The LADOT Bike Program is happy to report that the Los Angeles City Council has passed the long awaited Bicycle Parking Ordinance. This will mean improved bicycle parking standards citywide at commercial, industrial and residential-type locations. The ordinance includes a number of forward-thinking changes  including:

  • Formal definitions for different types of bike parking 
  • New standards for different types of bike racks including long-term and short-term bicycle parking
  • Improved standards for where bike racks are located on a property
  • Clearer  requirements for short-term and long-term bike parking.
  • New provisions allowing bike parking to be substituted for car parking for up to 20 percent of  the total automobile parking required for non-residential uses or up to 30% of the auto parking required near Transit Oriented Developments (TODs). Residential buildings will be able to swap up to 10% of their car parking, and if located within 1,500 feet of a transit facility, up to 15%. This exchange would occur at a rate of four bike parking spaces, per automobile space.
  • New standards requiring properties with  20 or more long-term bicycle parking spaces to also include 100 square feet of bicycle repair and maintenance space for residents and employees.
  • A Permitting process for allowing bike corrals to be installed in the public right of way.

(more…)

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Intro photo

This way to Metro’s LA Union Station Master Plan community meeting

Metro kicked off the first of four Union Station Master Plan community meetings last night at their headquarters in downtown Los Angeles.  (In April of 2011 the county’s primary transit operator purchased the station and some of the surrounding properties from the real estate company Catellus Operating Limited Partnership for $75 million dollars.)  Community members listened as Metro officials and representatives from Gruen  Associates and Grimshaw Architects (the consultants hired to develop a master plan for the station) proposed their objectives for the area, including accommodating current and future transit needs, protecting and enhancing the station, and improving multi-modal access and connectivity to the surrounding neighborhoods.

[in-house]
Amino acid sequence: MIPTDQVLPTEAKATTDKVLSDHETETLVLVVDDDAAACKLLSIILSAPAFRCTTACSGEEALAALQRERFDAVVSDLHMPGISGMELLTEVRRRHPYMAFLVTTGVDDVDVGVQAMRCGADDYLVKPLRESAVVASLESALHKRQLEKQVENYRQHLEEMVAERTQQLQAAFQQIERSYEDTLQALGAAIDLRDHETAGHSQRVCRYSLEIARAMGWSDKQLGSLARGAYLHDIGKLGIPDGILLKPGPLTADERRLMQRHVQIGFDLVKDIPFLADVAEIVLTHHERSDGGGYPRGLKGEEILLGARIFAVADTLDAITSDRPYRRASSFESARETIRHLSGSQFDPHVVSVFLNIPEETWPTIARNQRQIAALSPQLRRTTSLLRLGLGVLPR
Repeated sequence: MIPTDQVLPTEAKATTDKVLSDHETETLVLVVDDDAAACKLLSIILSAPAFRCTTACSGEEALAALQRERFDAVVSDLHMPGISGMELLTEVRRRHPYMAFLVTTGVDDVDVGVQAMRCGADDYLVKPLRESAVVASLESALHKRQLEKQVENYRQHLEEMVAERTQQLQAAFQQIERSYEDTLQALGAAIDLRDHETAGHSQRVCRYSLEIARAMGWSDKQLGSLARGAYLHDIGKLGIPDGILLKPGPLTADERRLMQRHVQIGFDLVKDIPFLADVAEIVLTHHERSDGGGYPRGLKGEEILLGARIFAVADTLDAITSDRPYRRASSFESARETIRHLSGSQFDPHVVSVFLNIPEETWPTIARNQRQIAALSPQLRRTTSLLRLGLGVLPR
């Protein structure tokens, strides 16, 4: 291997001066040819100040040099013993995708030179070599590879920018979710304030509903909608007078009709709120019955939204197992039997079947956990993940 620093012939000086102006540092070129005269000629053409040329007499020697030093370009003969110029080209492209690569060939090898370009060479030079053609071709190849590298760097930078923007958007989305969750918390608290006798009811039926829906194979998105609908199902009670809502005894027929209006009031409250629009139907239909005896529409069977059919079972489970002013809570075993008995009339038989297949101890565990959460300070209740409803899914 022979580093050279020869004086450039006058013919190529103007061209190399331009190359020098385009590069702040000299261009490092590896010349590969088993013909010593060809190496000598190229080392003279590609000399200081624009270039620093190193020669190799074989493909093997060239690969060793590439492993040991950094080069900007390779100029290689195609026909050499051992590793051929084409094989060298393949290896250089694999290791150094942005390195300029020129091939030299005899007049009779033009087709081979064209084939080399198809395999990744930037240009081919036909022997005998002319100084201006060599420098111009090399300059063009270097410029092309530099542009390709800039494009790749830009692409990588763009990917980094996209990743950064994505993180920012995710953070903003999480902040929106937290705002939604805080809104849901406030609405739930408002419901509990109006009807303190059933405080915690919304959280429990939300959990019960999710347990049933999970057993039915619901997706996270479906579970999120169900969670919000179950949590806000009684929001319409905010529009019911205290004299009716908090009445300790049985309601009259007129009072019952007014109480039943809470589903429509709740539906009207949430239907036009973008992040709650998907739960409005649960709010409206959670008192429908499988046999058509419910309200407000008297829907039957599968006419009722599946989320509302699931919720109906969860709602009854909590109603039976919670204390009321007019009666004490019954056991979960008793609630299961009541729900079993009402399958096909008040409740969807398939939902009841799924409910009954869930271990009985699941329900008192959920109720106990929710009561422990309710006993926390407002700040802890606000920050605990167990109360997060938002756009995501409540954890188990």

(more…)

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Some innovative bike parking from the Know How Shop in Highland Park

Tomorrow afternoon, the Planning & Land Use Management Committee will review an ordinance that aims to vastly improve bicycle parking requirements in the city.  If adopted, the Bicycle Parking Ordinance would increase the amount of bicycle parking required in new commercial, industrial developments while for the first time requiring bicycle parking in new multifamily residential developments, as well. The ordinance proposes set standards for signage, lighting, and access; and, addresses different types of bike parking, including the need for both short and long-term parking.

The proposed ordinance was reviewed and passed by the Transportation Committee last week. Please consider attending the meeting tomorrow to show your support for improved bicycle parking requirements in Los Angeles. The meeting is set to be held at the Board of Public Works Edward R. Roybal Hearing Room 350, City Hall, 200 North Spring St., at 2:30 pm.

(more…)